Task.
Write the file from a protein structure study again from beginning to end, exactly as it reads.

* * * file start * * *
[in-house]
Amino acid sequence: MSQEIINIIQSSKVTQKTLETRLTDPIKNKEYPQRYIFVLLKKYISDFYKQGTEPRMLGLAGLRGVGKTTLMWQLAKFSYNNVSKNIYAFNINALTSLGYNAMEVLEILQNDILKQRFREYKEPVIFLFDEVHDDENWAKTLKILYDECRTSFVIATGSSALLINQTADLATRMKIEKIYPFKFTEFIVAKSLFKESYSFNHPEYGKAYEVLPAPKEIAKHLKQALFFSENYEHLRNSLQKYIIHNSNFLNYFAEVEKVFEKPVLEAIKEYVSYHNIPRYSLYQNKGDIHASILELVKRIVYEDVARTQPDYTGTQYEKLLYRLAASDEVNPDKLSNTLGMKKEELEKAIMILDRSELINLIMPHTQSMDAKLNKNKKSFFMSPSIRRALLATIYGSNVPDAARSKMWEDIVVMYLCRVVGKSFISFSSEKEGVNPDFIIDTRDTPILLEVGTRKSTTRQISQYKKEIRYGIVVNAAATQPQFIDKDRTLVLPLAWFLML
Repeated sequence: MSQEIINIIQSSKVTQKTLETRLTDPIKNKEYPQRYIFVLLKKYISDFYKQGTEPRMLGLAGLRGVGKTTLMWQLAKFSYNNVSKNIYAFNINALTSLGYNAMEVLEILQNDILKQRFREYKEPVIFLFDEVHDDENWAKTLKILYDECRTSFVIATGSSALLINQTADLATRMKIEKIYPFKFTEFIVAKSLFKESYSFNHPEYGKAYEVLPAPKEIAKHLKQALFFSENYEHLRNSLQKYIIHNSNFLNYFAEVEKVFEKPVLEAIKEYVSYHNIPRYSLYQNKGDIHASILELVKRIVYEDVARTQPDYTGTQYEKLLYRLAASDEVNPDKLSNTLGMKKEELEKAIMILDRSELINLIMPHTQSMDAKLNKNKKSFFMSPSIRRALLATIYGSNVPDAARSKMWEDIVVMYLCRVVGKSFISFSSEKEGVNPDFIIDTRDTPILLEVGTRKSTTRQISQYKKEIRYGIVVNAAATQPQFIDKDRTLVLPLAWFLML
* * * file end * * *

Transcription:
[in-house]
Amino acid sequence: MSQEIINIIQSSKVTQKTLETRLTDPIKNKEYPQRYIFVLLKKYISDFYKQGTEPRMLGLAGLRGVGKTTLMWQLAKFSYNNVSKNIYAFNINALTSLGYNAMEVLEILQNDILKQRFREYKEPVIFLFDEVHDDENWAKTLKILYDECRTSFVIATGSSALLINQTADLATRMKIEKIYPFKFTEFIVAKSLFKESYSFNHPEYGKAYEVLPAPKEIAKHLKQALFFSENYEHLRNSLQKYIIHNSNFLNYFAEVEKVFEKPVLEAIKEYVSYHNIPRYSLYQNKGDIHASILELVKRIVYEDVARTQPDYTGTQYEKLLYRLAASDEVNPDKLSNTLGMKKEELEKAIMILDRSELINLIMPHTQSMDAKLNKNKKSFFMSPSIRRALLATIYGSNVPDAARSKMWEDIVVMYLCRVVGKSFISFSSEKEGVNPDFIIDTRDTPILLEVGTRKSTTRQISQYKKEIRYGIVVNAAATQPQFIDKDRTLVLPLAWFLML
Repeated sequence: MSQEIINIIQSSKVTQKTLETRLTDPIKNKEYPQRYIFVLLKKYISDFYKQGTEPRMLGLAGLRGVGKTTLMWQLAKFSYNNVSKNIYAFNINALTSLGYNAMEVLEILQNDILKQRFREYKEPVIFLFDEVHDDENWAKTLKILYDECRTSFVIATGSSALLINQTADLATRMKIEKIYPFKFTEFIVAKSLFKESYSFNHPEYGKAYEVLPAPKEIAKHLKQALFFSENYEHLRNSLQKYIIHNSNFLNYFAEVEKVFEKPVLEAIKEYVSYHNIPRYSLYQNKGDIHASILELVKRIVYEDVARTQPDYTGTQYEKLLYRLAASDEVNPDKLSNTLGMKKEELEKAIMILDRSELINLIMPHTQSMDAKLNKNKKSFFMSPSIRRALLATIYGSNVPDAARSKMWEDIVVMYLCRVVGKSFISFSSEKEGVNPDFIIDTRDTPILLEVGTRKSTTRQISQYKKEIRYGIVVNAAATQPQFIDKDRTLVLPLAWFLML